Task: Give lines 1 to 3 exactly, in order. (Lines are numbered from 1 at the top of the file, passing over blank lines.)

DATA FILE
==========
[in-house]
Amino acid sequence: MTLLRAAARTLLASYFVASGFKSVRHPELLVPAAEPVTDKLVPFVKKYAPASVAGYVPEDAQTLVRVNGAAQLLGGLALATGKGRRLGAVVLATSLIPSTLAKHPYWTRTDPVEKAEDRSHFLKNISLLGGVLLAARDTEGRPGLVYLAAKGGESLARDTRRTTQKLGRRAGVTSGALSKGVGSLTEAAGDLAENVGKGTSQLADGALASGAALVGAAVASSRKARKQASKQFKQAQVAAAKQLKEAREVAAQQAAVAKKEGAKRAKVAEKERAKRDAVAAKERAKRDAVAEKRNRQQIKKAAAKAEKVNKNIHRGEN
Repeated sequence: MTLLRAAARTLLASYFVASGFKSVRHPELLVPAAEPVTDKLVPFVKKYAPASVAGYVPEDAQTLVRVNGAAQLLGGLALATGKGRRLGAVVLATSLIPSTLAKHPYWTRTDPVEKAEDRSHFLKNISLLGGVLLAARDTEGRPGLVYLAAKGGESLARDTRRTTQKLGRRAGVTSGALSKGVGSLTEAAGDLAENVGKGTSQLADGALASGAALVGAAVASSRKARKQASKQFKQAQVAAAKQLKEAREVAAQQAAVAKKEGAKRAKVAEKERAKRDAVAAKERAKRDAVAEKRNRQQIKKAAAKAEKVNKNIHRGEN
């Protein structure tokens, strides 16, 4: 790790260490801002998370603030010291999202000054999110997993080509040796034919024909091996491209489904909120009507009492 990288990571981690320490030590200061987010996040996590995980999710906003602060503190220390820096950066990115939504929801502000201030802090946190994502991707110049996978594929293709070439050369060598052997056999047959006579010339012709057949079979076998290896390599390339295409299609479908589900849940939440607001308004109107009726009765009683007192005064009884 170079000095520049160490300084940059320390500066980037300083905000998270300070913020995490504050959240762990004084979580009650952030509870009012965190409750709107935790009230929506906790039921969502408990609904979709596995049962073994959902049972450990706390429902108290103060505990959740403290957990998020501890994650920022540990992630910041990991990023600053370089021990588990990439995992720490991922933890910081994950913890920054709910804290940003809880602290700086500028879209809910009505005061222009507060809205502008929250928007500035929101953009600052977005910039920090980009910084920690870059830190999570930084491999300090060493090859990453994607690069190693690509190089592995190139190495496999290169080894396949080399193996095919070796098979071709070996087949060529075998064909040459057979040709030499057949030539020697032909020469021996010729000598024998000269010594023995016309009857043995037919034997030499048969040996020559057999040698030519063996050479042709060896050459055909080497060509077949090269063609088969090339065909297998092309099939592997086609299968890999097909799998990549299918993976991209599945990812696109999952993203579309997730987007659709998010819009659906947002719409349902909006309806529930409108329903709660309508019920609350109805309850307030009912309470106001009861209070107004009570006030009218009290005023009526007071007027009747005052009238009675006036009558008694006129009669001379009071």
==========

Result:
[in-house]
Amino acid sequence: MTLLRAAARTLLASYFVASGFKSVRHPELLVPAAEPVTDKLVPFVKKYAPASVAGYVPEDAQTLVRVNGAAQLLGGLALATGKGRRLGAVVLATSLIPSTLAKHPYWTRTDPVEKAEDRSHFLKNISLLGGVLLAARDTEGRPGLVYLAAKGGESLARDTRRTTQKLGRRAGVTSGALSKGVGSLTEAAGDLAENVGKGTSQLADGALASGAALVGAAVASSRKARKQASKQFKQAQVAAAKQLKEAREVAAQQAAVAKKEGAKRAKVAEKERAKRDAVAAKERAKRDAVAEKRNRQQIKKAAAKAEKVNKNIHRGEN
Repeated sequence: MTLLRAAARTLLASYFVASGFKSVRHPELLVPAAEPVTDKLVPFVKKYAPASVAGYVPEDAQTLVRVNGAAQLLGGLALATGKGRRLGAVVLATSLIPSTLAKHPYWTRTDPVEKAEDRSHFLKNISLLGGVLLAARDTEGRPGLVYLAAKGGESLARDTRRTTQKLGRRAGVTSGALSKGVGSLTEAAGDLAENVGKGTSQLADGALASGAALVGAAVASSRKARKQASKQFKQAQVAAAKQLKEAREVAAQQAAVAKKEGAKRAKVAEKERAKRDAVAAKERAKRDAVAEKRNRQQIKKAAAKAEKVNKNIHRGEN